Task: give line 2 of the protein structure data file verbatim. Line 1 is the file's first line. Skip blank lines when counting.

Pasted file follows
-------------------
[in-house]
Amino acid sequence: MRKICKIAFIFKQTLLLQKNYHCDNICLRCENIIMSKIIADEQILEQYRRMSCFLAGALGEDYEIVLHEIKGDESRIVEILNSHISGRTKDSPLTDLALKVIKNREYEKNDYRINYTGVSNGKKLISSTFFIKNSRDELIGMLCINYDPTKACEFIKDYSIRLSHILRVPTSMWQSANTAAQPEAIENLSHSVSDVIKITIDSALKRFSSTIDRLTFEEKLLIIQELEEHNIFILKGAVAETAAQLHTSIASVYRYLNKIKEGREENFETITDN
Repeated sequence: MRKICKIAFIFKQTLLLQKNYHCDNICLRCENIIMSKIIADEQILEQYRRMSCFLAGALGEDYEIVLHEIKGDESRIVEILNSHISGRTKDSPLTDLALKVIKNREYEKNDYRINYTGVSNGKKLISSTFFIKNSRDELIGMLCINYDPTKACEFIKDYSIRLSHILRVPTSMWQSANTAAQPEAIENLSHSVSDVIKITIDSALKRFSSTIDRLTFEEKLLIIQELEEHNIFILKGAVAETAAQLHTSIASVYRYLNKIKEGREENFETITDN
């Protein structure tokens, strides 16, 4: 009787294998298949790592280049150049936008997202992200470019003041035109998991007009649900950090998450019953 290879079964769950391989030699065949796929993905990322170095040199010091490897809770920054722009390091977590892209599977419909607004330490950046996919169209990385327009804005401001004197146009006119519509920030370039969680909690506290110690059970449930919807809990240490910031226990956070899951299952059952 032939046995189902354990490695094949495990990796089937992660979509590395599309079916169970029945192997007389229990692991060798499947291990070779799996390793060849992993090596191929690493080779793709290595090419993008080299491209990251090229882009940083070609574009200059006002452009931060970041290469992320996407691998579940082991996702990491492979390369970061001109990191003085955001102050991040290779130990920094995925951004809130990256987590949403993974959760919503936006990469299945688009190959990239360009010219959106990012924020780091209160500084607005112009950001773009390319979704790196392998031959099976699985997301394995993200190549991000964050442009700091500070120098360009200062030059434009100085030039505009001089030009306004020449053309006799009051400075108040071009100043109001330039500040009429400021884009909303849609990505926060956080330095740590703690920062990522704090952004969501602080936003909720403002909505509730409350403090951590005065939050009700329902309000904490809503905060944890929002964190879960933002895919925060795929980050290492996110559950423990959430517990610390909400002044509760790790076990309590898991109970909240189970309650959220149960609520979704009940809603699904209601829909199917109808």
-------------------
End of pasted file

Amino acid sequence: MRKICKIAFIFKQTLLLQKNYHCDNICLRCENIIMSKIIADEQILEQYRRMSCFLAGALGEDYEIVLHEIKGDESRIVEILNSHISGRTKDSPLTDLALKVIKNREYEKNDYRINYTGVSNGKKLISSTFFIKNSRDELIGMLCINYDPTKACEFIKDYSIRLSHILRVPTSMWQSANTAAQPEAIENLSHSVSDVIKITIDSALKRFSSTIDRLTFEEKLLIIQELEEHNIFILKGAVAETAAQLHTSIASVYRYLNKIKEGREENFETITDN